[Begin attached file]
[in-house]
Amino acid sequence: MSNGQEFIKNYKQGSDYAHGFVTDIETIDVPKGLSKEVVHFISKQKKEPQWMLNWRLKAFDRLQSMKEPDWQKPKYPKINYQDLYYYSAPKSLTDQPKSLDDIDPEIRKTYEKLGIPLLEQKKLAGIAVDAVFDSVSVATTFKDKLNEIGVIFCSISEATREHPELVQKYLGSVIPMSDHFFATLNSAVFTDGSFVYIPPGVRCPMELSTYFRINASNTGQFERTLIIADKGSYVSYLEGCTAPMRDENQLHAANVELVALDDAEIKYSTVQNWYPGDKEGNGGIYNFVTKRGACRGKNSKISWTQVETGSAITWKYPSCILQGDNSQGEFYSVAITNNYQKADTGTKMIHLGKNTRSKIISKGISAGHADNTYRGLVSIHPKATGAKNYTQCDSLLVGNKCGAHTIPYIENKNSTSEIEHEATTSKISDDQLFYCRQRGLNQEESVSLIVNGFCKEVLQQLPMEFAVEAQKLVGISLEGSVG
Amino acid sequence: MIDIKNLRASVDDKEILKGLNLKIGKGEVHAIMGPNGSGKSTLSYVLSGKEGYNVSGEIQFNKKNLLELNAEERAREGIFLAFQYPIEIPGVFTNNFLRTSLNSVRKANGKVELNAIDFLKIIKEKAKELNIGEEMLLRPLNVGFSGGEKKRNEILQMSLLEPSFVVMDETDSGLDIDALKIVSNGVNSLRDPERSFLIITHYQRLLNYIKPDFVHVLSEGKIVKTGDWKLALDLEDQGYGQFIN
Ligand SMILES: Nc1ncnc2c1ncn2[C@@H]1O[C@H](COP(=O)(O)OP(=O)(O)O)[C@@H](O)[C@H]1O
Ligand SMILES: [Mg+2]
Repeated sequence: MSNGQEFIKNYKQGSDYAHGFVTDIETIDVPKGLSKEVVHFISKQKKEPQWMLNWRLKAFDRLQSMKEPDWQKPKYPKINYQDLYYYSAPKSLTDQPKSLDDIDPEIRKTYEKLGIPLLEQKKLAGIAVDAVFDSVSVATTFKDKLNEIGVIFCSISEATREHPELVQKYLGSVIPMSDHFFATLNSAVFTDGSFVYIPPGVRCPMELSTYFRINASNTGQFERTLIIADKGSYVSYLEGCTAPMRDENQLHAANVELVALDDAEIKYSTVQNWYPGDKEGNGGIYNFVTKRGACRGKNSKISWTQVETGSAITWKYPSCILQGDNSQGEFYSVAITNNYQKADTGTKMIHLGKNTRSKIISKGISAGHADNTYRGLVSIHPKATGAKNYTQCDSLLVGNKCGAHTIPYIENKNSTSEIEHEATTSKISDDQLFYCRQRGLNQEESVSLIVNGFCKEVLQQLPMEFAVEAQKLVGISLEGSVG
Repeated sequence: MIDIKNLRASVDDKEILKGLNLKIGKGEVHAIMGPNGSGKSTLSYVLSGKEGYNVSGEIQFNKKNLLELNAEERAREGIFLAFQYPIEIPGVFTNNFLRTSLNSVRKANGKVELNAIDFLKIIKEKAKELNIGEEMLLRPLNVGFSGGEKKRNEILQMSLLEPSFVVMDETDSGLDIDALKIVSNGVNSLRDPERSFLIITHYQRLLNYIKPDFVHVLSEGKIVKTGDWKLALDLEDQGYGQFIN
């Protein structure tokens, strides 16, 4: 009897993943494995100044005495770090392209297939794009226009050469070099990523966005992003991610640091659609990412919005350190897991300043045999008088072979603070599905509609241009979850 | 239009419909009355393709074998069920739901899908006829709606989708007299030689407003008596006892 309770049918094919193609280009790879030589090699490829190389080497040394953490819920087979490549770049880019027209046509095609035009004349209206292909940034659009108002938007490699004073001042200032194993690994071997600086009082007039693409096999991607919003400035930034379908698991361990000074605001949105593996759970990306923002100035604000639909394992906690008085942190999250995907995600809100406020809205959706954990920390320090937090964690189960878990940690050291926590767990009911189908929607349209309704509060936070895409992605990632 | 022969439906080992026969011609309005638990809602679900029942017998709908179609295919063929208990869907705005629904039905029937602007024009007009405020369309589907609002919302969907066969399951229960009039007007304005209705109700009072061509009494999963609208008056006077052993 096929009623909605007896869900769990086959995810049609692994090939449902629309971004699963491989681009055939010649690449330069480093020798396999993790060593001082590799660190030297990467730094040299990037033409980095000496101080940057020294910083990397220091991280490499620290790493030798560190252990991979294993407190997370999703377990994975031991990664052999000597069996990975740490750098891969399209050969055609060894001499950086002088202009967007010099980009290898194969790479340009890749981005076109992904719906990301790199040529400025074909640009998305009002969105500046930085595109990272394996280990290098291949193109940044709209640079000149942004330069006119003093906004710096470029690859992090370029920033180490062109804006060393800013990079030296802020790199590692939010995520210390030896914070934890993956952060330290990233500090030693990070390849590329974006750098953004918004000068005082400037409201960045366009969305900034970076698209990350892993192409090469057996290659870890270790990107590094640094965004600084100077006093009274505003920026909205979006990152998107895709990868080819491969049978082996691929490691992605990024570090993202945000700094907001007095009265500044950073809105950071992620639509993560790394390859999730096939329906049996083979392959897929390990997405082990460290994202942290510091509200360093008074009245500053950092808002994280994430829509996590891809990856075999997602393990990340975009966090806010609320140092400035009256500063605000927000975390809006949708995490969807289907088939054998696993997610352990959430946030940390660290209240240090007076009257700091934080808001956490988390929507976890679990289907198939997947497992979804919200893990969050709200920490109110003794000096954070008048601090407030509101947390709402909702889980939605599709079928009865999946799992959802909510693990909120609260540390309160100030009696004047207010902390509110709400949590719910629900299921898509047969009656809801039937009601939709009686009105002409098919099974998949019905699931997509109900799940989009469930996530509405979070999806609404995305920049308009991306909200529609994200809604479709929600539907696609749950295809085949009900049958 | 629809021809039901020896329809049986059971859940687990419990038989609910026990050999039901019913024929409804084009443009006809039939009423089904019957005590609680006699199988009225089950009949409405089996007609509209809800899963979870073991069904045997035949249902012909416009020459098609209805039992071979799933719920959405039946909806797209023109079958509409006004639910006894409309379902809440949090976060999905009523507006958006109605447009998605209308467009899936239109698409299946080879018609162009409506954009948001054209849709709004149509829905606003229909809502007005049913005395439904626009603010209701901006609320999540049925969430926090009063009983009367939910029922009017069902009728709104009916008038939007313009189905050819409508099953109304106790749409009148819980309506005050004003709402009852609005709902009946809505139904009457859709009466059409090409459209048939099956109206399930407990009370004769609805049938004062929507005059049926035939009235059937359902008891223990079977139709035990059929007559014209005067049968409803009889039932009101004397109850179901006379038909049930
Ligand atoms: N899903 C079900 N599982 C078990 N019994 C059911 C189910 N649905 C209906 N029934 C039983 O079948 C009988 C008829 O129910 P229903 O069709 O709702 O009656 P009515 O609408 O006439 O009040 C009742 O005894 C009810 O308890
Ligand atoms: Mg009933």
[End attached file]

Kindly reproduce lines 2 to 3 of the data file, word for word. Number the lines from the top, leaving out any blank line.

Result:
Amino acid sequence: MSNGQEFIKNYKQGSDYAHGFVTDIETIDVPKGLSKEVVHFISKQKKEPQWMLNWRLKAFDRLQSMKEPDWQKPKYPKINYQDLYYYSAPKSLTDQPKSLDDIDPEIRKTYEKLGIPLLEQKKLAGIAVDAVFDSVSVATTFKDKLNEIGVIFCSISEATREHPELVQKYLGSVIPMSDHFFATLNSAVFTDGSFVYIPPGVRCPMELSTYFRINASNTGQFERTLIIADKGSYVSYLEGCTAPMRDENQLHAANVELVALDDAEIKYSTVQNWYPGDKEGNGGIYNFVTKRGACRGKNSKISWTQVETGSAITWKYPSCILQGDNSQGEFYSVAITNNYQKADTGTKMIHLGKNTRSKIISKGISAGHADNTYRGLVSIHPKATGAKNYTQCDSLLVGNKCGAHTIPYIENKNSTSEIEHEATTSKISDDQLFYCRQRGLNQEESVSLIVNGFCKEVLQQLPMEFAVEAQKLVGISLEGSVG
Amino acid sequence: MIDIKNLRASVDDKEILKGLNLKIGKGEVHAIMGPNGSGKSTLSYVLSGKEGYNVSGEIQFNKKNLLELNAEERAREGIFLAFQYPIEIPGVFTNNFLRTSLNSVRKANGKVELNAIDFLKIIKEKAKELNIGEEMLLRPLNVGFSGGEKKRNEILQMSLLEPSFVVMDETDSGLDIDALKIVSNGVNSLRDPERSFLIITHYQRLLNYIKPDFVHVLSEGKIVKTGDWKLALDLEDQGYGQFIN